Emotion effects all of our decision making, even when we tell ourselves we’re being rational

People who allow themselves to dwell deep amongst their emotional baggage are constantly throwing off their emotional decision making ability. The neurological function that makes “gut” choices starts producing skewed results.

Which brings us back to the old school cigar toting tycoon. The classic Trump-esque power suit entrepreneur is constantly allowing their decision making to be swayed by a powerful neurological bath of chemical bias.

The enlightened entrepreneurs produce more success (and fulfillment) by using emotional intelligence to guide their decisions.

Using emotional intelligence means working rapidly to identify and work through any negative emotion as it presents itself.

Before the emotion gains a food hold as baggage, you’re using it – in real time – as highly tuned feedback to tweak the direction your behavior. You’re flexible, agile and adaptable. Meanwhile, the old school ignore their feelings until they’ve reached boiling point. Only then will they change something, and it’s often “too little, too late”.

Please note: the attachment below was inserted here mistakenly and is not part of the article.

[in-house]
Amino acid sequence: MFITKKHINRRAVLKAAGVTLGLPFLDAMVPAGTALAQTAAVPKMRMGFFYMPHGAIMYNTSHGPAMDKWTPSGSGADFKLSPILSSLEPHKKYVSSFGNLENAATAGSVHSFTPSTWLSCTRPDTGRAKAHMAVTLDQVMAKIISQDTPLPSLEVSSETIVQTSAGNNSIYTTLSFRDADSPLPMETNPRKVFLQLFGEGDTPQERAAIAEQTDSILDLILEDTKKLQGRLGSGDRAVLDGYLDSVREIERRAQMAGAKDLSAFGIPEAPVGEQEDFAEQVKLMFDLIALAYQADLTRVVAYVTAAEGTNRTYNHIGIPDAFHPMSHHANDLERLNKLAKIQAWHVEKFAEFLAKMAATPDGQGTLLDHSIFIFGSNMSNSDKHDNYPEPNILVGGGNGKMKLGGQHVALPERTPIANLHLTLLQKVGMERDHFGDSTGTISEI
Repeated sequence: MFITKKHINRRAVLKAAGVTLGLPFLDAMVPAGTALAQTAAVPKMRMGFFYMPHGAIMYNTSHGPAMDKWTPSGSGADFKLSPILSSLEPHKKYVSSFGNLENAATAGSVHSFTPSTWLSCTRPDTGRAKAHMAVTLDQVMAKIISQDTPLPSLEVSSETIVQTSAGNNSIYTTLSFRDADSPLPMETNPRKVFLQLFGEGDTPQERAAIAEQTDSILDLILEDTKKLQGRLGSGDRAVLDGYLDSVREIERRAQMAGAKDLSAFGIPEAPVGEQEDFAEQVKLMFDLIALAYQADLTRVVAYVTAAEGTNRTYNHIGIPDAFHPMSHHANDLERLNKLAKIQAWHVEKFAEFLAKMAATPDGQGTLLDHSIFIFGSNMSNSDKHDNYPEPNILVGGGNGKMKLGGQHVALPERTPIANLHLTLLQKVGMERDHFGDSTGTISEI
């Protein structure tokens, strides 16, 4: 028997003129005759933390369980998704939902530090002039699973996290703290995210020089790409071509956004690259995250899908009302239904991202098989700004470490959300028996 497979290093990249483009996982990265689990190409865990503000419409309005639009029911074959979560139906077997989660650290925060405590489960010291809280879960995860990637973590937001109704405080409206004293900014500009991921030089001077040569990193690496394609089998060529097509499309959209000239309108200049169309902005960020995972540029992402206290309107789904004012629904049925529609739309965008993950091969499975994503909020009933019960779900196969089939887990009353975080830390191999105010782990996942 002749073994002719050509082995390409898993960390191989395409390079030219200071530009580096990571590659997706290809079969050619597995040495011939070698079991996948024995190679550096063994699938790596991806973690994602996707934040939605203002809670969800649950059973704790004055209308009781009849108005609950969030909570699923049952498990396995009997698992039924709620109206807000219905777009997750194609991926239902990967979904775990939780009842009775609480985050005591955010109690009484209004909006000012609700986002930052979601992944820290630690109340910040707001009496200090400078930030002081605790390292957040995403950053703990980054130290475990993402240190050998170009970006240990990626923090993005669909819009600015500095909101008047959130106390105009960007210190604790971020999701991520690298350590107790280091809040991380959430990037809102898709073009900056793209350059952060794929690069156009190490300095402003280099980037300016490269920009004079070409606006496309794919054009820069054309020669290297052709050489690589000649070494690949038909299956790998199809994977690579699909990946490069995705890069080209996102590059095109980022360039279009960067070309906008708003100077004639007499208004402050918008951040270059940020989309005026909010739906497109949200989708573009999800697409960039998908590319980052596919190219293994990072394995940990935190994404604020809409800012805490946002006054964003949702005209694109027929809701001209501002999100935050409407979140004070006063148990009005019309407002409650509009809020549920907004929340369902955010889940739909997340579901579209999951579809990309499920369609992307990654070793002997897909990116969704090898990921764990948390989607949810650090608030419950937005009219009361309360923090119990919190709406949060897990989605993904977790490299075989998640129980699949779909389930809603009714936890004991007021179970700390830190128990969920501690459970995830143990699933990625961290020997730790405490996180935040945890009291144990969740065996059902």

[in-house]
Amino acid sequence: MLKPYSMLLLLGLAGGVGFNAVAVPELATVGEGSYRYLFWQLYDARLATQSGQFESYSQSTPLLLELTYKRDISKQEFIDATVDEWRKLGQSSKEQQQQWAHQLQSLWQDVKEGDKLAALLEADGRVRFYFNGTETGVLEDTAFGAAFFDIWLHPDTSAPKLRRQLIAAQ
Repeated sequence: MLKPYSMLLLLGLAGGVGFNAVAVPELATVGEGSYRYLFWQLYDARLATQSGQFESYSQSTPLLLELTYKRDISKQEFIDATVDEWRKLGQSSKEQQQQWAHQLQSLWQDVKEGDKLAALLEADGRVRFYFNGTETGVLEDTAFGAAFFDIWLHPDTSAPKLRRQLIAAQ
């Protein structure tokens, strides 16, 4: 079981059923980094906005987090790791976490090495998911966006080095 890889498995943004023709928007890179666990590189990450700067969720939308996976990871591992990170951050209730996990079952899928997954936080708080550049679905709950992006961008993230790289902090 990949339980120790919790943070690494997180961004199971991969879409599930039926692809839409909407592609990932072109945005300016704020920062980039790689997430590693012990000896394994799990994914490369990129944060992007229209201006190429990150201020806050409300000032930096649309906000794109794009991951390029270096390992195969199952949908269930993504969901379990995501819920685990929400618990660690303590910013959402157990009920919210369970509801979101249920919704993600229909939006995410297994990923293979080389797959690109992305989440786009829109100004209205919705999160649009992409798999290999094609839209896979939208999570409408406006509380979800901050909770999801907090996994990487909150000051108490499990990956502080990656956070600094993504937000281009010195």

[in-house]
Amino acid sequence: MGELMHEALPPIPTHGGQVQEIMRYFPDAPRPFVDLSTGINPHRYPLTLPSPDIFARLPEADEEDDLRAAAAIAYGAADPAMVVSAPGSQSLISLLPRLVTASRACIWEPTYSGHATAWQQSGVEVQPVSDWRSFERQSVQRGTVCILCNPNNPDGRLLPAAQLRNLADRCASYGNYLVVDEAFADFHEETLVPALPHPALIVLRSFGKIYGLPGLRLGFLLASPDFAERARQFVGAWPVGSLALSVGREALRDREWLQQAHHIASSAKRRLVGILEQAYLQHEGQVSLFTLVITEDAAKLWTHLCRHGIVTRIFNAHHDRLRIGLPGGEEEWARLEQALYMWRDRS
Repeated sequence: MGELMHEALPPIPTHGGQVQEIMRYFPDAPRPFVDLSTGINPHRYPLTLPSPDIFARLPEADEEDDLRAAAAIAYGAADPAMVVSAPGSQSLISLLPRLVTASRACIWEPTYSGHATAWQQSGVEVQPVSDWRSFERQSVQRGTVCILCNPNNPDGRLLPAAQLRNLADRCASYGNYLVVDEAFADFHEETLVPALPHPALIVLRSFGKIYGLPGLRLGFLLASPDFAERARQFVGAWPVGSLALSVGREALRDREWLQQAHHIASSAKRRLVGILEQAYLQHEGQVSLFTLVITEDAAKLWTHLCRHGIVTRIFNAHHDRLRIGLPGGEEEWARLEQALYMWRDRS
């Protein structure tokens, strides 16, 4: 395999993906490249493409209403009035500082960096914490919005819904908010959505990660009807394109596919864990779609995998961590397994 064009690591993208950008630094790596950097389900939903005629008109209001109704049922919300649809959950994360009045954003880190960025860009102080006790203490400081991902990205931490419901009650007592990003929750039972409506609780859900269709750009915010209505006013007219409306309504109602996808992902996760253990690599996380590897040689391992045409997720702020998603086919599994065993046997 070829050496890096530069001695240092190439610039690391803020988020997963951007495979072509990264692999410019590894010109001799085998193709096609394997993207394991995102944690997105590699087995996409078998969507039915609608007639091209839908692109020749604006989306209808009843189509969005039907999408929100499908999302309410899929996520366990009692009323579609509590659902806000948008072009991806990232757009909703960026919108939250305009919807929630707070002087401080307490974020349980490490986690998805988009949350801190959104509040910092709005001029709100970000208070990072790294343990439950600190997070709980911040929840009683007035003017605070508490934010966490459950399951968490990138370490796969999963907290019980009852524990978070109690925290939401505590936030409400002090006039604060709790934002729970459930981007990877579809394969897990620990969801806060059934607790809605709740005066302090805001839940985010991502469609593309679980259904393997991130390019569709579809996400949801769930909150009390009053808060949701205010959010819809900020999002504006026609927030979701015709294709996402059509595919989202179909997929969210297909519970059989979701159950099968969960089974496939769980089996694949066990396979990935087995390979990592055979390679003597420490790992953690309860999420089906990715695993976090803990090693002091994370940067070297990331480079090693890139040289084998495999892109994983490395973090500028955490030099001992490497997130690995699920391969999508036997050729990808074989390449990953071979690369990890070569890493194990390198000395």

Convinced you want to join the new school of emotionally intelligence entrepreneurs? Here’s how to get started…

Pay attention to the way that you feel, before the feeling becomes a problem

The first step is to identify emotions as they come up. There’s no real strategy around this beyond “mindfulness” but it’s not as hard as you might think.

Humans were actually designed to feel and act on their negative emotions. 

It’s only the hangover legacy of Greek philosophy – the separation of body and mind – that gives the western world it’s peculiar aversion to negative feelings.

Negative emotions were originally designed to be experienced as a very sophisticated form of radar – advanced warning that something is coming up that we need to act on. I often talk about fear keeping us safe in the jungle – from tigers and whatnot – but all the other negative emotions have powerful, helpful meaning too.